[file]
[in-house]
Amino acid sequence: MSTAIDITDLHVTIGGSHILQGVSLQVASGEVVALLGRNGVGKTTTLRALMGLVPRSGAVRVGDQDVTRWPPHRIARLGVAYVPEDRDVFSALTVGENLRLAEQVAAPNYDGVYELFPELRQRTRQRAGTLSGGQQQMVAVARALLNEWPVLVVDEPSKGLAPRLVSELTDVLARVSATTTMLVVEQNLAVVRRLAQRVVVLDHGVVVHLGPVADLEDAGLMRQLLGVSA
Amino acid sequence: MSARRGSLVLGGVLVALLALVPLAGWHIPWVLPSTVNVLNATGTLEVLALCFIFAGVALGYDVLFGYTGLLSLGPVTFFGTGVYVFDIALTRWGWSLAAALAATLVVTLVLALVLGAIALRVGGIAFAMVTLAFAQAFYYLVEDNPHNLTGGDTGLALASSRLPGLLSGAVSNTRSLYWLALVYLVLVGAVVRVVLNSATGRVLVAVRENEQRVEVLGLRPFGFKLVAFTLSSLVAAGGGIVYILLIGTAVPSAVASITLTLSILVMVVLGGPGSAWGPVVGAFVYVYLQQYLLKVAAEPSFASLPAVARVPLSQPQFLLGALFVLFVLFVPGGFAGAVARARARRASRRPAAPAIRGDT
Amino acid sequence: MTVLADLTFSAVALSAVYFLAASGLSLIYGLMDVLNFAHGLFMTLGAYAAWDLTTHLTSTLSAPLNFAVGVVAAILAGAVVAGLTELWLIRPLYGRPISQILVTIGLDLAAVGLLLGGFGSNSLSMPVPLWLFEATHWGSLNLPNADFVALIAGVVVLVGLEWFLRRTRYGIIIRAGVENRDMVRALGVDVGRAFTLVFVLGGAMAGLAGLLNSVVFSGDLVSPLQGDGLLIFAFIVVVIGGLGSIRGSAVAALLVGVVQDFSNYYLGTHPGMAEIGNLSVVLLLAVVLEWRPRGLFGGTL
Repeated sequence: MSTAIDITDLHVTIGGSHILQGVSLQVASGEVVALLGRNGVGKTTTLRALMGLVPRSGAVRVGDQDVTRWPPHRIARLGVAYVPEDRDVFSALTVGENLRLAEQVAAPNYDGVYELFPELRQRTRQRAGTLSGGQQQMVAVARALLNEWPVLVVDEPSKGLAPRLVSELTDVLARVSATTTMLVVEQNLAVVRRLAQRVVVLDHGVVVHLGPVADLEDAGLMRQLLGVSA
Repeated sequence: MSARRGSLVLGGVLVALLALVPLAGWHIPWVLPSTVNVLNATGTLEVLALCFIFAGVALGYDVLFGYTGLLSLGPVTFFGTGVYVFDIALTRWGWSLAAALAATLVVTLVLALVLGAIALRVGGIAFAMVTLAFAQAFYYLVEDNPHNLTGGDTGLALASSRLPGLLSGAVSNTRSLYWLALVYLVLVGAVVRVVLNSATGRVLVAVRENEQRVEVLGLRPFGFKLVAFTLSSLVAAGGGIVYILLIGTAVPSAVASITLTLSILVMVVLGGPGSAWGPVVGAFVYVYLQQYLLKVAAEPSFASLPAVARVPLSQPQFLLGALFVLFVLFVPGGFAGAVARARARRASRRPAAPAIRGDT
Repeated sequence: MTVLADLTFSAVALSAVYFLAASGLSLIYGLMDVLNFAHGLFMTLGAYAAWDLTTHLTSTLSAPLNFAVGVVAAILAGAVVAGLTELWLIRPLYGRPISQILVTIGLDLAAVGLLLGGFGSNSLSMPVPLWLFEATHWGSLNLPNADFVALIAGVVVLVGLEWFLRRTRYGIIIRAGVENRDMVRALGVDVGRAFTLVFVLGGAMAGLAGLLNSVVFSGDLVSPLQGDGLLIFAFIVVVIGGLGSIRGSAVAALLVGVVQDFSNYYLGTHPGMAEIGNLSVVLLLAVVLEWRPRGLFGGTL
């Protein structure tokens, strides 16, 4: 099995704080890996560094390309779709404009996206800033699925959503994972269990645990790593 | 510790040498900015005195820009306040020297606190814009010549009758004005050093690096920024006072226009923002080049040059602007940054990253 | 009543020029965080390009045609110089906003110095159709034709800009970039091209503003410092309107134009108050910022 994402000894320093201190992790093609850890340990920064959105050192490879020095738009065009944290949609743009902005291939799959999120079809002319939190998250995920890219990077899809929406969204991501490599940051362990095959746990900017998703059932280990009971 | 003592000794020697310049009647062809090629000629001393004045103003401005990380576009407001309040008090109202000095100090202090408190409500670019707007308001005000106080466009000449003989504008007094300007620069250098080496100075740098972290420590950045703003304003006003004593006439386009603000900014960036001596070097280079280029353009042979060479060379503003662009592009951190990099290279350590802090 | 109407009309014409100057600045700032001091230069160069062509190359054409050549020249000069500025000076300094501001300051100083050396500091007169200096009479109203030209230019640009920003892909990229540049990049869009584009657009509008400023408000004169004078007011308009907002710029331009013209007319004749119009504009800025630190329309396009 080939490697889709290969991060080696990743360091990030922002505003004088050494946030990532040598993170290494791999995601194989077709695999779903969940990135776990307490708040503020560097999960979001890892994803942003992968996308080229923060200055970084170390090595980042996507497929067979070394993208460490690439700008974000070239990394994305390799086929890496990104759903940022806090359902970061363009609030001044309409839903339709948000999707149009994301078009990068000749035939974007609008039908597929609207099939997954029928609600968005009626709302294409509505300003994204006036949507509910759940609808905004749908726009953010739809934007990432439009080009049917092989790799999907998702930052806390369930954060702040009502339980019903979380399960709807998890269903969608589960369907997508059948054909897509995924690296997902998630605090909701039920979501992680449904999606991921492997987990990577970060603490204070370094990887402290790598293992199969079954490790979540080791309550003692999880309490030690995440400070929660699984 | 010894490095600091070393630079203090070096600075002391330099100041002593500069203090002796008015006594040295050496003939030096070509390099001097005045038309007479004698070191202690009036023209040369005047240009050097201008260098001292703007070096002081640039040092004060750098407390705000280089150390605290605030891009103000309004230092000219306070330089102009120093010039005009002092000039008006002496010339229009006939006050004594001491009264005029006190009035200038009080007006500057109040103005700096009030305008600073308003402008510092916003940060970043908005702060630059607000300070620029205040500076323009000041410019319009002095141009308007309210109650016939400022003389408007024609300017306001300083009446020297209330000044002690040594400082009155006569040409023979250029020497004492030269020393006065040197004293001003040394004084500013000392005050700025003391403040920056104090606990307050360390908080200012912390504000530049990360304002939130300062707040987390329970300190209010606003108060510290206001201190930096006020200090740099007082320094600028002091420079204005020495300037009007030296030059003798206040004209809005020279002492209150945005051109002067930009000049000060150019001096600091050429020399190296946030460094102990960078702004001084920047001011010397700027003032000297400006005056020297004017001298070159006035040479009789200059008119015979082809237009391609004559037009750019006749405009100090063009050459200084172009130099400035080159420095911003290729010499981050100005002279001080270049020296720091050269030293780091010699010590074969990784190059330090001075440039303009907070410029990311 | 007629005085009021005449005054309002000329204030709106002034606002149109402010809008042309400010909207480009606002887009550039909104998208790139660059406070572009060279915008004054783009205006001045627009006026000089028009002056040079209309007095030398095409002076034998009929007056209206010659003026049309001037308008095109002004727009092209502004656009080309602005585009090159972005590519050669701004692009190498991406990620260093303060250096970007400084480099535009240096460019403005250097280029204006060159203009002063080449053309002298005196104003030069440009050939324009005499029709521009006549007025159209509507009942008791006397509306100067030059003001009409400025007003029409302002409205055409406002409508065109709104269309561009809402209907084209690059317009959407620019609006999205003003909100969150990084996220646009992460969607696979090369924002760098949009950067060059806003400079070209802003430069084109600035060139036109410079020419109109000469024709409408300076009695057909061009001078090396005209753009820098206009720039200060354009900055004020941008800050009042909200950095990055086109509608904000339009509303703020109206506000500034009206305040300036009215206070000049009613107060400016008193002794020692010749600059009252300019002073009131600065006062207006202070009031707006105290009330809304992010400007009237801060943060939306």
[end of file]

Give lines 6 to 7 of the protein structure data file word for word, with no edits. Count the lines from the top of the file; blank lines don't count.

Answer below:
Repeated sequence: MSARRGSLVLGGVLVALLALVPLAGWHIPWVLPSTVNVLNATGTLEVLALCFIFAGVALGYDVLFGYTGLLSLGPVTFFGTGVYVFDIALTRWGWSLAAALAATLVVTLVLALVLGAIALRVGGIAFAMVTLAFAQAFYYLVEDNPHNLTGGDTGLALASSRLPGLLSGAVSNTRSLYWLALVYLVLVGAVVRVVLNSATGRVLVAVRENEQRVEVLGLRPFGFKLVAFTLSSLVAAGGGIVYILLIGTAVPSAVASITLTLSILVMVVLGGPGSAWGPVVGAFVYVYLQQYLLKVAAEPSFASLPAVARVPLSQPQFLLGALFVLFVLFVPGGFAGAVARARARRASRRPAAPAIRGDT
Repeated sequence: MTVLADLTFSAVALSAVYFLAASGLSLIYGLMDVLNFAHGLFMTLGAYAAWDLTTHLTSTLSAPLNFAVGVVAAILAGAVVAGLTELWLIRPLYGRPISQILVTIGLDLAAVGLLLGGFGSNSLSMPVPLWLFEATHWGSLNLPNADFVALIAGVVVLVGLEWFLRRTRYGIIIRAGVENRDMVRALGVDVGRAFTLVFVLGGAMAGLAGLLNSVVFSGDLVSPLQGDGLLIFAFIVVVIGGLGSIRGSAVAALLVGVVQDFSNYYLGTHPGMAEIGNLSVVLLLAVVLEWRPRGLFGGTL